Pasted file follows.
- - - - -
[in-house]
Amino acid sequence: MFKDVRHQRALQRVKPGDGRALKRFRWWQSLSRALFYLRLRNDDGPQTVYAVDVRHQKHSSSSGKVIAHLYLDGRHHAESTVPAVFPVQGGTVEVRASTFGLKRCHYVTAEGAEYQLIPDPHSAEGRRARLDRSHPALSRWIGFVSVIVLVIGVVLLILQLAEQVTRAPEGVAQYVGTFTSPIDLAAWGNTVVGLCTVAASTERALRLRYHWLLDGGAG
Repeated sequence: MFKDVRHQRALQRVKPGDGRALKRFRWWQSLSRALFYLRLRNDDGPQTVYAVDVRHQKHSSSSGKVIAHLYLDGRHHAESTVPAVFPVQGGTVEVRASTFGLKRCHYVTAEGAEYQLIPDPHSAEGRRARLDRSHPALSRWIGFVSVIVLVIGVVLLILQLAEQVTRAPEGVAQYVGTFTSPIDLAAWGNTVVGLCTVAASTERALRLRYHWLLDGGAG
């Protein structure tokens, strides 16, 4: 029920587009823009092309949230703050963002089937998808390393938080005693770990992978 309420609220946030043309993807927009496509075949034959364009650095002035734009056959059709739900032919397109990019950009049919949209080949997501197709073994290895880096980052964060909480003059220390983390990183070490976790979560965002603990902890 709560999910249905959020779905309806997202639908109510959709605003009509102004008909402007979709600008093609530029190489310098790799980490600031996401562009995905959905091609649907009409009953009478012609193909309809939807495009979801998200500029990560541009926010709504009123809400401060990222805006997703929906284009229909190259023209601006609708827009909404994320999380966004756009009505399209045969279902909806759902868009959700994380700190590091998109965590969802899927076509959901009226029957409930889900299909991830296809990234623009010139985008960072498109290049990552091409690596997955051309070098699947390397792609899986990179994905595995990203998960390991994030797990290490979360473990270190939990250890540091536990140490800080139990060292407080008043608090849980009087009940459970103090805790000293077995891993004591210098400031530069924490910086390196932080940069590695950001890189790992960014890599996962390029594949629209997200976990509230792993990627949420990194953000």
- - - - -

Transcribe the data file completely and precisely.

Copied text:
[in-house]
Amino acid sequence: MFKDVRHQRALQRVKPGDGRALKRFRWWQSLSRALFYLRLRNDDGPQTVYAVDVRHQKHSSSSGKVIAHLYLDGRHHAESTVPAVFPVQGGTVEVRASTFGLKRCHYVTAEGAEYQLIPDPHSAEGRRARLDRSHPALSRWIGFVSVIVLVIGVVLLILQLAEQVTRAPEGVAQYVGTFTSPIDLAAWGNTVVGLCTVAASTERALRLRYHWLLDGGAG
Repeated sequence: MFKDVRHQRALQRVKPGDGRALKRFRWWQSLSRALFYLRLRNDDGPQTVYAVDVRHQKHSSSSGKVIAHLYLDGRHHAESTVPAVFPVQGGTVEVRASTFGLKRCHYVTAEGAEYQLIPDPHSAEGRRARLDRSHPALSRWIGFVSVIVLVIGVVLLILQLAEQVTRAPEGVAQYVGTFTSPIDLAAWGNTVVGLCTVAASTERALRLRYHWLLDGGAG
């Protein structure tokens, strides 16, 4: 029920587009823009092309949230703050963002089937998808390393938080005693770990992978 309420609220946030043309993807927009496509075949034959364009650095002035734009056959059709739900032919397109990019950009049919949209080949997501197709073994290895880096980052964060909480003059220390983390990183070490976790979560965002603990902890 709560999910249905959020779905309806997202639908109510959709605003009509102004008909402007979709600008093609530029190489310098790799980490600031996401562009995905959905091609649907009409009953009478012609193909309809939807495009979801998200500029990560541009926010709504009123809400401060990222805006997703929906284009229909190259023209601006609708827009909404994320999380966004756009009505399209045969279902909806759902868009959700994380700190590091998109965590969802899927076509959901009226029957409930889900299909991830296809990234623009010139985008960072498109290049990552091409690596997955051309070098699947390397792609899986990179994905595995990203998960390991994030797990290490979360473990270190939990250890540091536990140490800080139990060292407080008043608090849980009087009940459970103090805790000293077995891993004591210098400031530069924490910086390196932080940069590695950001890189790992960014890599996962390029594949629209997200976990509230792993990627949420990194953000």